Visit Reservations

Arizona's tribes are looking to boost tourism income while maintaining privacy and traditional values

The Mission San Xavier throws long winter shadows across a broad plaza, where John Fendenheim is tidying his cozy tourist shop. Rising from flat desert on the 2.8-million-acre Tohono O'odham Reservation west of Tucson, the Spanish mission has been a pillar of O'odham life for nearly three centuries. But along with casinos, it's also become a financial foothold for the reservation's 24,000 residents, says Fendenheim, a tribal member.

"San Xavier is Tucson's No. 1 tourist destination. I worked hard to get a shop in here."

This is the second store Fendenheim has opened on the reservation, since obtaining a $60,000 start-up loan from the tribal government in 1999. Today, his business generates around $1 million a year. But he says the road to success can include collisions between reservation culture and the thousands of visitors drawn to sights such as San Xavier, dramatic Baboquivari Peak and a national astronomy observatory, all on tribal land. When new tourist-related businesses such as tours, hotels or stores are proposed, "Traditional values are really thought about," says Fendenheim. "Do O'odham people really want more non-Indians walking around? How do you confine it? These are the kind of questions that are asked."

Similar questions are being posed on an increasing number of reservations, where developing a steady tourist trade comes at a price. It's one thing to have outsiders visiting a casino, and quite another thing to have them traipsing through backyards or stumbling onto sacred sites.

That's a huge challenge to Indian nations, says Tohono O'odham Vice Chairman Ned Norris Jr.

"When you look at encouraging tourism," he says, "whether it's coming out to Baboquivari Peak or the Kitt Peak Observatory, you get mixed feelings from tribal members. On one hand, it's good. On the other hand, the feeling is, 'We don't need people coming out onto the nation, because they don't have the kind of respect that we expect for the land, for the people, and for sacred sites.' There are a lot of tribal members who don't encourage tourism, and I think for valid reasons."

Still, Indian Country tourism "is a growing trend within tribes nationally, and a significant economic benefit for them," says Gloria Cobb, a Wisconsin Ojibwe and board member of the American Indian Alaska Native Tourism Association. At workshops the association sponsors across the country, she tells tribal officials: "They are going to have visitors whether they want (them) or not. The idea is to control the tourism, and manage it so that tribes see some economic benefit."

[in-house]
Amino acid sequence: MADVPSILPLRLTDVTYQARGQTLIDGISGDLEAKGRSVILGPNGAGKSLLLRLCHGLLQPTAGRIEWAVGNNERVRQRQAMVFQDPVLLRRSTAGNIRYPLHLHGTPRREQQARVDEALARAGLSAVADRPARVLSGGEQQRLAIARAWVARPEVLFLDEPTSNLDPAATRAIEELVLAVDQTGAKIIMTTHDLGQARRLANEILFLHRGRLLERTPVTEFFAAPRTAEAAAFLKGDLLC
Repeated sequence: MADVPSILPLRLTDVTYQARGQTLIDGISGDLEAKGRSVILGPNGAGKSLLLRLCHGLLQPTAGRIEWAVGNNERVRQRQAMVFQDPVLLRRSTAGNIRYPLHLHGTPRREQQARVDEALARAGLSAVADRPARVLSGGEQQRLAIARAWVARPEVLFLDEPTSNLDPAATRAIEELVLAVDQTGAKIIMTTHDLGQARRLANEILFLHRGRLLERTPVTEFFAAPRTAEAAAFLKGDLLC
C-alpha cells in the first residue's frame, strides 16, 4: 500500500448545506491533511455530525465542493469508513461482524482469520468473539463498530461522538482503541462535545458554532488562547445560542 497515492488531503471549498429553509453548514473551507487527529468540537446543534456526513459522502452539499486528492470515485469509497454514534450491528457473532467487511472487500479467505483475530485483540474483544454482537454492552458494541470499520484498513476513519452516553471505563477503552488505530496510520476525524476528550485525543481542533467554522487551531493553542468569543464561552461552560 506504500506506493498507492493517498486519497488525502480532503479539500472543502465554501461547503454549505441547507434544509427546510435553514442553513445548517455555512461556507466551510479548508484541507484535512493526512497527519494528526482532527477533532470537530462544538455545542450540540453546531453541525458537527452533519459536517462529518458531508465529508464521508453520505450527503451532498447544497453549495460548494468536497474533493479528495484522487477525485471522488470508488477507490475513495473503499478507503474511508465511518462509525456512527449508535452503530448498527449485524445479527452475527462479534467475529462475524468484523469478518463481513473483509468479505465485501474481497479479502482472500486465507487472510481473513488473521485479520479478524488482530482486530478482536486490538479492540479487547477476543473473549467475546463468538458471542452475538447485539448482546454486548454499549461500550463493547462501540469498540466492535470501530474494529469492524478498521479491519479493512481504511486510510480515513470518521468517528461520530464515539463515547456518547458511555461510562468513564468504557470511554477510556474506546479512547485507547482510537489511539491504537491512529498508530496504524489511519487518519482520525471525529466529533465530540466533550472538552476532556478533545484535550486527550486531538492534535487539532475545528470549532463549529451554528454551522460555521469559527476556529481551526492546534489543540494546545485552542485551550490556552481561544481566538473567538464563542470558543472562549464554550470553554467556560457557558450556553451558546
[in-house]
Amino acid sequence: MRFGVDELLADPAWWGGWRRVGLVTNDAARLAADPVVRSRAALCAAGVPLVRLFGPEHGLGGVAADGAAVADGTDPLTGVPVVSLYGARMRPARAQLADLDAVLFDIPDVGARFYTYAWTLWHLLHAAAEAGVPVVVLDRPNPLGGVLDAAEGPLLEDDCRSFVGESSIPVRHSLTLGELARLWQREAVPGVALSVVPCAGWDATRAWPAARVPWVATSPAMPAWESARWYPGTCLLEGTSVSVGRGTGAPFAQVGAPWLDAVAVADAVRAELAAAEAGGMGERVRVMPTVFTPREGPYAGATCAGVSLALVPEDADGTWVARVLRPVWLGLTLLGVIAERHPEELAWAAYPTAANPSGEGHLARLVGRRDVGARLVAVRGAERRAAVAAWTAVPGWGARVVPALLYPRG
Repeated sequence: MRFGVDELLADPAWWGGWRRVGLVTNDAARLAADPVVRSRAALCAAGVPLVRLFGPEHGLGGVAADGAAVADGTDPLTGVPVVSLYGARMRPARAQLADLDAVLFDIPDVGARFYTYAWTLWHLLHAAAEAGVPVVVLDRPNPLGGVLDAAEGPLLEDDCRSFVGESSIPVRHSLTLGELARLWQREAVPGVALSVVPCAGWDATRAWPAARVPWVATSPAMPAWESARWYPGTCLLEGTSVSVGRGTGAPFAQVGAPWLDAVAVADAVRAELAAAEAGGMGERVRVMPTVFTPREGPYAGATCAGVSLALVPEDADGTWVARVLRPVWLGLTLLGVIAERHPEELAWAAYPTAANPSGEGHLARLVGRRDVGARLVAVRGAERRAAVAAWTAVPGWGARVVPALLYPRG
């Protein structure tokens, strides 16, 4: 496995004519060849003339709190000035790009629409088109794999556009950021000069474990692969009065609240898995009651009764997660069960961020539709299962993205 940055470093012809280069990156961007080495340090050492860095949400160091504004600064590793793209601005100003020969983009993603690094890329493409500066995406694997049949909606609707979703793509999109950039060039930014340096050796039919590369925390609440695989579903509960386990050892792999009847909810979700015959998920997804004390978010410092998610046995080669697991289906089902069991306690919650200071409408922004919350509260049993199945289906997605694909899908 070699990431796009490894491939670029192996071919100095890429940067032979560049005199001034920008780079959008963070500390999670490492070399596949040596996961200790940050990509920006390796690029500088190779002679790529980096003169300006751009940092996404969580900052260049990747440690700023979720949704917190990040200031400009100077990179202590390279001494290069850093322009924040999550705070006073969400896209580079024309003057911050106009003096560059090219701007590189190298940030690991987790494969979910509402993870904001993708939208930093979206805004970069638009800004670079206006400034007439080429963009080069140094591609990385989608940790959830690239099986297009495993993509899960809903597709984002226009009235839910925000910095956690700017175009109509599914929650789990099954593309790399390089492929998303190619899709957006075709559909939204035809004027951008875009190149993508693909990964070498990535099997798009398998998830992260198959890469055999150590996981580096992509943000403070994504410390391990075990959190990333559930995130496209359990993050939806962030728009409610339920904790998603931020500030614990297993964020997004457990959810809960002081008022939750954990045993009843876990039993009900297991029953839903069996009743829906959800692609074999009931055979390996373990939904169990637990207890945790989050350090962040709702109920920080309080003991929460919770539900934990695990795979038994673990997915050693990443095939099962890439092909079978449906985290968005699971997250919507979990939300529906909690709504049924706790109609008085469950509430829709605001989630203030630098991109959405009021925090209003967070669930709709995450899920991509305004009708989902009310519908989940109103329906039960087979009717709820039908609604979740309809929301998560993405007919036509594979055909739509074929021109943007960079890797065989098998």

The need for such economic development is often dire. While Indian casinos generate up to $10 billion each year, only about one-third of the nation's tribes have gaming. Meanwhile, more than 60 percent of Indian children live in poverty, and unemployment runs as high as 80 percent on some reservations.

Still, even when visitors come to reservations, they often don't leave much money behind, and they usually don't spend the night. The same remote beauty and unusual culture that draws travelers often drives them away when the sun sets, says Mark St. Pierre, executive director of the Pine Ridge Area Chamber of Commerce, on South Dakota's Pine Ridge Reservation. "They worry, 'Will I feel welcome? Will I feel safe?' There's a lot of confusion, and it takes marketing to overcome these things."

To acquaint visitors with Pine Ridge, St. Pierre spearheaded an annual "Ridin' the Rez" motorcycle rally. Like much tourism on reservations, the event blends pure recreation with a dose of history. Covering nearly 200 miles, the ride traverses some of the Badlands' most striking areas, and historic sites such as Wounded Knee. It has been a boon to the roughly 40 tourism-related businesses, including campgrounds and grocery stores, scattered across the Connecticut-sized reservation.